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Monday, July 31, 2017

Peder Severin Krøyer

The Hirschsprung family, 1881, by Peder Krøyer. From the left Ivar, Aage, Heinrich, Oscar, Robert, Pauline, and, Ellen.
In the United States and many other parts of the world, once the summer heat becomes unbearable, everyone heads for the beach (including artists). I suppose the widespread availability of air-conditioning has lessened this trendy trek to some degree, especially among Americans, who are notorious for taking fewer and shorter "holidays" than general population of European countries. In southeastern Ohio, the favorite vacation wet spot has long been Myrtle Beach, South Carolina. I've never been there, but then again, I'm more interested in art museums and observing the sands of time than the gritty literal variety. I don't suppose I've spent more than a combined total of one week on a beach during my entire life. I do love the seashore, however, and as an artist, living by the sea would, I'm sure, be a great source of inspiration.
Beach at Skagen, Peder Severin Krøyer
The Benzon daughters,
1897, Peder Krøyer
That would seem to be the case with the Danish painter, Peder Severin Krøyer (there are various spellings of the sur-name). The man was born to an unfit mother in 1851. Though born in Stavan-ger, Norway, he was raised by his mother's sister and her husband, the Danish zoologist Henrik Nikolai Krøyer in Copenhagen; and for that reason is considered Danish. The boy began his art education at the age of nine under private tutelage then enrolled in Copen-hagen's Technical Institute the following year. In 1870, at the age of 19, Krøyer completed his studies at the Royal Danish Academy of Art. In 1873 the artist was awarded the Academy's gold medal, as well as a scholarship.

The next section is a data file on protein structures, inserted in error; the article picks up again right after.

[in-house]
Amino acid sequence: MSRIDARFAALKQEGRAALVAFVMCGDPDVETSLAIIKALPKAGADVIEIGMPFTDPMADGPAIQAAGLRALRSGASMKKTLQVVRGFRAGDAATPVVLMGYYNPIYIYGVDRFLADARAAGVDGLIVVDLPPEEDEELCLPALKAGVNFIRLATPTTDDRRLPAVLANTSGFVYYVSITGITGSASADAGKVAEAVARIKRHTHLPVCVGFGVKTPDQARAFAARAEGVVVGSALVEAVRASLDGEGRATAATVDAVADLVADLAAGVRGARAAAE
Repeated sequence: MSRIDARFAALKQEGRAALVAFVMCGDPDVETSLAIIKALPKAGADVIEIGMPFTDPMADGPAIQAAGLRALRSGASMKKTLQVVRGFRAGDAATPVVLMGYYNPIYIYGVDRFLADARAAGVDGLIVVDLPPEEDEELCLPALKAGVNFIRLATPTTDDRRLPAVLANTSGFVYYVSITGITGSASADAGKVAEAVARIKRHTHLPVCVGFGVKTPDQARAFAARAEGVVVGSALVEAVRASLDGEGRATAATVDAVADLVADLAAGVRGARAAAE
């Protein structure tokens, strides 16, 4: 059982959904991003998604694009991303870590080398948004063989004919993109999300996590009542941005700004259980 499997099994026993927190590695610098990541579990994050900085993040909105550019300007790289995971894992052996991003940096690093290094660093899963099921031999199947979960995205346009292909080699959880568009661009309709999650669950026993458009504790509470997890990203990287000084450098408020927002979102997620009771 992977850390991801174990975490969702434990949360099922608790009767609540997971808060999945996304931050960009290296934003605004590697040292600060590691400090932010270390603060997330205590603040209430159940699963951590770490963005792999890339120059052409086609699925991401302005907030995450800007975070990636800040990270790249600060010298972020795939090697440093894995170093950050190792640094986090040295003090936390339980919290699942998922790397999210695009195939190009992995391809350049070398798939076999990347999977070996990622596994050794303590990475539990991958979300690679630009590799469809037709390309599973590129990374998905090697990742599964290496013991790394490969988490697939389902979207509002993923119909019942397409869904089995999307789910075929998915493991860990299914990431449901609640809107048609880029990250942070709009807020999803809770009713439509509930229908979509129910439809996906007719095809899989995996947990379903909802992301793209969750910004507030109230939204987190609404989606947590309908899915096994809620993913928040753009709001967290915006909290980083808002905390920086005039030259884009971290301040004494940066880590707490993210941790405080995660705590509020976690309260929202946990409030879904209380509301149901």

Fishermen Hauling Nets, North Beach, Skagen,
1883, Peder Krøyer
Krøyer's official debut as a painter came in 1871 at the Academy's Charlottenborg Palace salon with a portrait of his friend, the painter Frans Schwartz. He exhibited regularly at Charlottenborg throughout his life. In 1874 the Danish tobacco manufacturer, Heinrich Hirschsprung, bought his first painting from Krøyer, establishing a long-standing patronage (top). Hirschsprung's collection of art forms the basis of the Hirschsprung Museum in Copenhagen. Between 1877 and 1881, Krøyer travelled extensively in Europe, meeting artists, studying art, and honing his skills. In Paris Krøyer studied under Léon Bonnat, while coming under the influence of the impressionists, Monet, Sisley, Degas, Renoir, and Manet. He continued to travel throughout his life, constantly drawing inspiration from foreign artists and cultures while the Hirschsprung family provided financial support.